Family Movie


Distributed By: Columbia Pictures

Reviewed by Melissa Minners

                Bored to tears one day, I was looking for an interesting movie to pass the time with.  When I first came across Buddy, a movie featuring an eccentric woman raising a gorilla as her own child, I moved on.  It was only when I realized it was based on a true story that I returned to the film.  Now, this was interesting.

                Based on events in the life of Gertrude "Trudy" Lintz (Rene Russo), a rich socialite with a love for animals, Buddy tells the story of a period in Trudy's life in which she invited a sick baby gorilla into her home.  Suffering from pneumonia, Buddy is deemed the perfect addition to Trudy's mansion of a home which includes, award-winning show dogs, geese, kittens, chimpanzees and more. 

                As we get a closer look at the Lintz home, we discover that Trudy isn't just an animal lover, but a tad eccentric.  The simians in her home are kept in cages at night, but are allowed to roam freely in the day time, dressed in regular clothing and walking upright like humans.  Trudy treats each and every one of these apes as if they were her children and Buddy is no exception.

                As the years move forward, Buddy is taught how to walk on two legs, how to wear clothing, how to serve guests and even helps the maid (Irma P. Hall) in the kitchen by fastidiously scrubbing the floor (which also helps to get some of his gorilla aggression out).  The chimps are mischievous, especially the one female in the group who has a bit of an evil streak about her, sneaking keys from Trudy's assistant (Alan Cummings) whenever she can get a chance in an effort to let her buddies out of their cages to create havoc on the grounds.  But Buddy is something more of a problem, especially as he continues to grow.

                As a full grown gorilla, Buddy has quite a bit of that gorilla wildness inside.  He still has a sensitive side and loves Trudy as if she is his own mother, but when he becomes afraid, that extra bulk of his makes him way more destructive than the chimpanzees in the film.  A trip to the Chicago World's Fair is proof that Buddy has outgrown his owner, his frightened rampage scaring the patrons and destroying many a display.  Things come to a head when Buddy goes on a rampage within the home.  With Buddy becoming too big and strong for the Lintz's and their staff to handle, what is to become of him?

                Buddy is actually the tale of two separate gorillas that Gertrude Lintz had occasion to raise.  Surprisingly, she didn't learn her lesson from the first gorilla - that these animals are simply not pets.  Of course, this is a Hollywood version of the true events surrounding Gertrude and her menagerie.  Research has shown me two very different aspects of Lintz.  Glad I didn't research the film before watching it.  Just keep in mind that Buddy is based on certain facts in the life of Gertrude Lintz, but certainly is a more Hollywood-ized version of events, containing very little in the factual category.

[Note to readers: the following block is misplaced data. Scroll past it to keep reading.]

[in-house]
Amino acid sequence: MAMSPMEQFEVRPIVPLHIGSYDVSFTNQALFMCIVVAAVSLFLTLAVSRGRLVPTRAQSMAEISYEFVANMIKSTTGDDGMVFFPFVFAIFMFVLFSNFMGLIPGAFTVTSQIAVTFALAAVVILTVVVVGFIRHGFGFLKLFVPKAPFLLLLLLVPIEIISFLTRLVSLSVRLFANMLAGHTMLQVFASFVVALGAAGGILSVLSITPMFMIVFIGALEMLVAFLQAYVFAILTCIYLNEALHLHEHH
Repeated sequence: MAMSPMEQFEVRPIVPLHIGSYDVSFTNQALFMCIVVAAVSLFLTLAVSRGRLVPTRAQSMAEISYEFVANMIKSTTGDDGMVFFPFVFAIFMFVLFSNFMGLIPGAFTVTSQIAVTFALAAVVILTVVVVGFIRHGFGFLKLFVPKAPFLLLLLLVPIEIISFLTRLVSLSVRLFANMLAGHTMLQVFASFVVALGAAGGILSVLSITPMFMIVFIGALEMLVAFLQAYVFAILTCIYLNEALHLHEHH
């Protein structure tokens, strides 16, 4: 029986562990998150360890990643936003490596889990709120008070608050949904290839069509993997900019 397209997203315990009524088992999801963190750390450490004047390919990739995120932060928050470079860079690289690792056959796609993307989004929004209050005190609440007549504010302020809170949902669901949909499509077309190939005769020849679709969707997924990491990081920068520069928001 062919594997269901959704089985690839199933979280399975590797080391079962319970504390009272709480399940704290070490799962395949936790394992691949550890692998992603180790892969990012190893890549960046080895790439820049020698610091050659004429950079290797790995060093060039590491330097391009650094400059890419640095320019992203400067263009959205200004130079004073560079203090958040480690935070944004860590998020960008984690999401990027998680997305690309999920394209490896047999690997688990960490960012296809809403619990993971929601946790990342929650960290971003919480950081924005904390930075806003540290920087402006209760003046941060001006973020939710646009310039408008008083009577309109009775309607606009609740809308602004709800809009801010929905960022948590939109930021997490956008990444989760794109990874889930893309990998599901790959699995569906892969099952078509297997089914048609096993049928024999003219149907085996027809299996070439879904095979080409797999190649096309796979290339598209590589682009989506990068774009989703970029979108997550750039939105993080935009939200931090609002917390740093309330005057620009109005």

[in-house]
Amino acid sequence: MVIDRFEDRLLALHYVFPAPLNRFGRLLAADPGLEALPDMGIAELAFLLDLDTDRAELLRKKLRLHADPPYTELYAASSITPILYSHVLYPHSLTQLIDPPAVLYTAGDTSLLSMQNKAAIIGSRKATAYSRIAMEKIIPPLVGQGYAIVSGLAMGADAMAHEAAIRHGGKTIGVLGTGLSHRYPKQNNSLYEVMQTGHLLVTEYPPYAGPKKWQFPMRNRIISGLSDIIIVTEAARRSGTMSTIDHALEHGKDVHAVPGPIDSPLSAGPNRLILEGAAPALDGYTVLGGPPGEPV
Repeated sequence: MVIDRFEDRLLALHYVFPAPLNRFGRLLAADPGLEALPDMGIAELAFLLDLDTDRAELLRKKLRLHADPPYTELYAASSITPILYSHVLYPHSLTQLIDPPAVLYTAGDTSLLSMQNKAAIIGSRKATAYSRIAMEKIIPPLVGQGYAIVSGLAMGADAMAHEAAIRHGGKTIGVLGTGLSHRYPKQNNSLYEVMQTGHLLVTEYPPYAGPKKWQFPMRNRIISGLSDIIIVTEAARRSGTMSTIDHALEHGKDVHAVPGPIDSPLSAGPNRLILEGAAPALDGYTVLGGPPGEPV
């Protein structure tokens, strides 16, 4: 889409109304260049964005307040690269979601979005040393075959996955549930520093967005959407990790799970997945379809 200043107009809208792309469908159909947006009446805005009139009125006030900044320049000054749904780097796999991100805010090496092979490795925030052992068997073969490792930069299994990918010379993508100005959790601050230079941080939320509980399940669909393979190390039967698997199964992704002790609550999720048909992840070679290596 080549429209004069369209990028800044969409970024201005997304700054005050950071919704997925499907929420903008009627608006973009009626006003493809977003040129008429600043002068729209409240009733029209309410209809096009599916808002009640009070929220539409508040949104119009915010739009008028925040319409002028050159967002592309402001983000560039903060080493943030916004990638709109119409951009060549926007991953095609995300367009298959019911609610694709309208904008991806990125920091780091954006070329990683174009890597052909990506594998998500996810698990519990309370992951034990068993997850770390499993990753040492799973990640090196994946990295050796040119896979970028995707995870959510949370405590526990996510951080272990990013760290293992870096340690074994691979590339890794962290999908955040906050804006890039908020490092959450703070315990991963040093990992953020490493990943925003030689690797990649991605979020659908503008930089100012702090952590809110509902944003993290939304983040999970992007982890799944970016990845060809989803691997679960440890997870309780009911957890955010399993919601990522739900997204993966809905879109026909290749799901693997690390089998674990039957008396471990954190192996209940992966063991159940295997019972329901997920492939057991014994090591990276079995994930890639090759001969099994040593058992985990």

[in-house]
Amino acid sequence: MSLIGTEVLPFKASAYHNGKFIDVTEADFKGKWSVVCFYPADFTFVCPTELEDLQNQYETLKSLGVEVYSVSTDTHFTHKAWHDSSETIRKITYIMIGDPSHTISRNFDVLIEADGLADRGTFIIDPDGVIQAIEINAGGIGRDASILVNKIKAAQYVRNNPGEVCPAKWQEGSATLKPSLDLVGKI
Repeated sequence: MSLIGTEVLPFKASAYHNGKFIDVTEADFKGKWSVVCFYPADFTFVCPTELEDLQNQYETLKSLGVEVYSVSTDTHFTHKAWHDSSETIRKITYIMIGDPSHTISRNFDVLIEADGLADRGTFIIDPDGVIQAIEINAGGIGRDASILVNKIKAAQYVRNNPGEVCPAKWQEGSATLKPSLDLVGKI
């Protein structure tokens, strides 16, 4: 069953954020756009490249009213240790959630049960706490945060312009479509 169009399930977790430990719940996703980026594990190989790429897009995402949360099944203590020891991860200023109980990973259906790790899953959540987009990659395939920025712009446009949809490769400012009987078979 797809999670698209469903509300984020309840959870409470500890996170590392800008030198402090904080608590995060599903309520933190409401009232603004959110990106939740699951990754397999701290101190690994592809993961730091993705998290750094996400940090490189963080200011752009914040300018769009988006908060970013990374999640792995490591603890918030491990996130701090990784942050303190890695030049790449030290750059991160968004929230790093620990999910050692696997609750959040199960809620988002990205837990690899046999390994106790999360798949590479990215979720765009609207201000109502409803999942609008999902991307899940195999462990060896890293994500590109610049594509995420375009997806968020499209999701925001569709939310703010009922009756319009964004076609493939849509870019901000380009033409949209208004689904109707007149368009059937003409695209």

Okay, now that we have gotten past the reality of the film, let's get to the actual review.  There were no actual gorillas used in this film.  Instead, Jim Henson's group used animatronics and people dressed in gorilla costume (as Buddy got older) to convey the story to us.  Considering that this film was released in 1997, I have to say that the Henson group did an excellent job making viewers believe Buddy is real and in conveying his emotions throughout the film.  Rene Russo is incredibly believable as an eccentric animal lover who realizes her mistake in taking Buddy in too late.  After all, now that she has kept this gorilla out of the wild and attempted to domesticate him, how will he be able to survive out in the wild.  It is a poignant scene when Trudy realizes she can no longer tend to Buddy's needs, but can also no longer return him to the wild.  Rene Russo pulls it off exceedingly well.

                While I hesitate to call this film a great family movie, I can see its appeal.  Sure, there is not a whole lot of truth in what was shown and the movie makers' propensity to only show the funny side of chimpanzees seems to me to be a bit misguided.  But we must remember that this IS ONLY A MOVIE.  It's meant to be entertaining, if not all that truthful, and in that, Buddy is successful.  I found myself glued to the film, wondering whether there would be a happy outcome for the incredibly adorable baby gorilla who grew to be a sensitive simian who didn't know his own strength at times...or perhaps new it too well. 

                Though many have panned the film, I actually enjoyed Buddy...probably more than I should have...simply for the entertainment value.  Buddy is not a true story, but an entertaining tale with a very important message for all animal lovers out there: certain animals are not meant to be kept as pets!  Too many animal lovers don't understand this message and perhaps might get an inkling of what this means by watching this film and, for that reason, I wholeheartedly recommend it.


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